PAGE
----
Pack up your gear and get ready for the outdoors in the Western Arctic.
The ancient, eroded surface of the mountains of the Western Arctic provides excellent opportunities for hiking, but there are few marked trails. Maps and GPS are essential safety tools. Suggested locations include Gwichin Territorial Park, and both Ivvavik and Tuktut Nogait National Parks. Or simply stop at a pull-out on the Dempster Highway, and head for the ridgeline.
Once out on the land in the Richardson Mountains in the Caribou Hills, along the Dempster, or cruising one of our northern rivers, you may camp where you wish. Be prepared with a range of clothing and gear that will protect you in our changeable weather. River travellers will notice cabins and outbuildings - these are summer fish camps belonging to northern residents. Families often spend one or more months along the river, fishing and making dryfish for winter. If the family is at home, visitors are generally welcome, however, if no one is about, it is best to leave the camp without disturbing anything.
Each year, more cyclists and motorcyclists head up the Dempster Highway for adventure. This is a wilderness camping trip, unless you are travelling with backup. There is only one hotel along the 735 km route. It is gravel all the way through spectacular scenery - mountain passes, across the Arctic Circle, through the rolling Richardson Mountains, then on down through the Mackenzie Delta to Inuvik. Be prepared to spot lots of wildlife.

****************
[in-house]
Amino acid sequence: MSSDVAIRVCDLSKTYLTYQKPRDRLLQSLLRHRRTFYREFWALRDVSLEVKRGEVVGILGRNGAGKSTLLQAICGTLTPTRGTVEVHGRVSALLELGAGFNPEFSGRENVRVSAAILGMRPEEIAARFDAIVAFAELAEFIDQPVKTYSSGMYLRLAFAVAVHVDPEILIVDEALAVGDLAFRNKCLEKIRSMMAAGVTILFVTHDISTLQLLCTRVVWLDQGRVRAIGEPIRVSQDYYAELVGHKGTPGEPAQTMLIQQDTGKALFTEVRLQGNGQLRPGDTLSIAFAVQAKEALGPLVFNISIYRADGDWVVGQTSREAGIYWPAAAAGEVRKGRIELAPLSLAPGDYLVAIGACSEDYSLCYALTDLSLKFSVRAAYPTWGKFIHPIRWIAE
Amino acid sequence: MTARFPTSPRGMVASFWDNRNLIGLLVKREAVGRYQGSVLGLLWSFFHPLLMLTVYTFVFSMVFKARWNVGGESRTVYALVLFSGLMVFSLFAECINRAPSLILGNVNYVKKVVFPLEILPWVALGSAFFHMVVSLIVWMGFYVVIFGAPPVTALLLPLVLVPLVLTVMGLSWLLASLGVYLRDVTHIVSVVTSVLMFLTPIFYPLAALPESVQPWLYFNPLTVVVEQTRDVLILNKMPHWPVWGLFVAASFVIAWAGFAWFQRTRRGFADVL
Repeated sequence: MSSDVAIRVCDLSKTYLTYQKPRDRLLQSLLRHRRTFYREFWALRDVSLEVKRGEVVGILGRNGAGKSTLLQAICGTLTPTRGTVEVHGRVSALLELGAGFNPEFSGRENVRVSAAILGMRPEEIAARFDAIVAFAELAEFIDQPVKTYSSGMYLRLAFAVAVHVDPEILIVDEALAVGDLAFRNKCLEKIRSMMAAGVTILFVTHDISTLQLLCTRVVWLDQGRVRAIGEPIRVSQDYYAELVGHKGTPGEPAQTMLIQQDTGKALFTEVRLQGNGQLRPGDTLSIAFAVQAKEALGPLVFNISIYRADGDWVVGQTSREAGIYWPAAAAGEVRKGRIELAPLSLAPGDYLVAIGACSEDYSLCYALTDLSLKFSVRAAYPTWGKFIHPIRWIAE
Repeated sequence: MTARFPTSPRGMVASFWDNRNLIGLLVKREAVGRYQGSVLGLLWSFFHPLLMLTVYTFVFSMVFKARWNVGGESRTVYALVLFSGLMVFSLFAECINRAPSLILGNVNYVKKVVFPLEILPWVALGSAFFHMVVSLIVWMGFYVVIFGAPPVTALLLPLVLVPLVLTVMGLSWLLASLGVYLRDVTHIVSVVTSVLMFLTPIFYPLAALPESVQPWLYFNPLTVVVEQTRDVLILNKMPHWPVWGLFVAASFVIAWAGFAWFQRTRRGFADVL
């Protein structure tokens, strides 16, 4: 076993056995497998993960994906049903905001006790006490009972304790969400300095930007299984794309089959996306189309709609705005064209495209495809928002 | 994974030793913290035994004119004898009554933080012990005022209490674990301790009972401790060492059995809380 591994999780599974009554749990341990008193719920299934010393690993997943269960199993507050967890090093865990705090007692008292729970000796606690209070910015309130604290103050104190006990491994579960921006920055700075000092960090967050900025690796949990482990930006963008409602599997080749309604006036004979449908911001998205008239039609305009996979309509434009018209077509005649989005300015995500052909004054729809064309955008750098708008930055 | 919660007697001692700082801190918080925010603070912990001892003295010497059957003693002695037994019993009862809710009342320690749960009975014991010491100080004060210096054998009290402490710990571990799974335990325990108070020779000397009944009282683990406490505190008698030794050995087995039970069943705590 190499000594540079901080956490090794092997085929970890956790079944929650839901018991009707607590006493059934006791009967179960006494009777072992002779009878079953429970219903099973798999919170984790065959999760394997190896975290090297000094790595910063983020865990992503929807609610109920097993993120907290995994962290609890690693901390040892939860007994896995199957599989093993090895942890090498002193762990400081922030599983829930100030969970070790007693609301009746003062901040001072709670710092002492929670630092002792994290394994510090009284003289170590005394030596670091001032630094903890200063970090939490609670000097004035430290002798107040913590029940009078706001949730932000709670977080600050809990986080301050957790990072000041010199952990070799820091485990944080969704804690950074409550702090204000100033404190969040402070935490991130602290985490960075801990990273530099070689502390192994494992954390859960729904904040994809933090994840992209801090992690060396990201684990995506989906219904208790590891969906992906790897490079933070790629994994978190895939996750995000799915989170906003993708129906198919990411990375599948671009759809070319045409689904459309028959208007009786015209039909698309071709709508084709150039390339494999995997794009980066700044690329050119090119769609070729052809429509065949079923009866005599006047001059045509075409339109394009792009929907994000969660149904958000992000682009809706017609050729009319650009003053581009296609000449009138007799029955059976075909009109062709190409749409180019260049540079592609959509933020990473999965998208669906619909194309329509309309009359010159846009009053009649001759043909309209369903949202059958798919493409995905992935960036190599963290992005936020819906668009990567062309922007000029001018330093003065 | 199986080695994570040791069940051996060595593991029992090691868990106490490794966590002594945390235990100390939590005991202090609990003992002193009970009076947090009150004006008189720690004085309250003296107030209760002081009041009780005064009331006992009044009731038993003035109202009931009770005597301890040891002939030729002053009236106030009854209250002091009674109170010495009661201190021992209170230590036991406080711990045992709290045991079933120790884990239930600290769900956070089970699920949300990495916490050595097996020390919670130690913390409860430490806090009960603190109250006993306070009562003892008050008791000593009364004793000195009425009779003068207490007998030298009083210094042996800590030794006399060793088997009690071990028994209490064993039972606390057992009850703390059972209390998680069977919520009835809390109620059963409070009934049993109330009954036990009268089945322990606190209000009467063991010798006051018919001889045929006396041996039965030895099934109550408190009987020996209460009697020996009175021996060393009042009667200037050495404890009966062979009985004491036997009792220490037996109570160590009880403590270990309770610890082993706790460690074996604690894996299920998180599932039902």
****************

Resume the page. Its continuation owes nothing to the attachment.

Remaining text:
Visitors sometimes bring their own 16- or 18-foot aluminum boats up the Dempster Highway - to explore the historic rivers fueling the Mackenzie Delta. The delta, actually, is a challenge for boaters due to the maze of the ever changing channels, lakes and islands. Areas to explore by boat include the lower reaches of the Peel and Arctic Red River, and Campbell Lake - part of the Gwichin Territorial Park on the Dempster Highway, south of Inuvik. Maps are essential.
The Western Arctic is the original home of the wilderness river - canoe or kayak the Peel, the Arctic Red, the Firth, the Hornaday, the Horton or the Thomsen - Arctic rivers with scenery, wildlife and extraordinary wilderness. Most wilderness canoe trips start with air transport from Inuvik or Norman Wells to a spot on a remote river, although some are accessible from the Dempster Highway. The Peel and Arctic Red were the routes to winter camps for the Gwich'in people. Today, the upper reaches of the Peel can be accessed from the Dempster Highway.
The Firth is a wild river flowing through Ivvavik National Park, suitable for experienced kayakers or rafting trips. The Hornaday in Tuktut Nogait National Park is also suitable for experienced white water kayakers. The Thomsen is one of the most northerly navigable rivers in the Americas, and flows through Aulavik National Park. Each one of these northern rivers offers opportunities for wildlife encounters, as well as rare and fascinating archeological sites.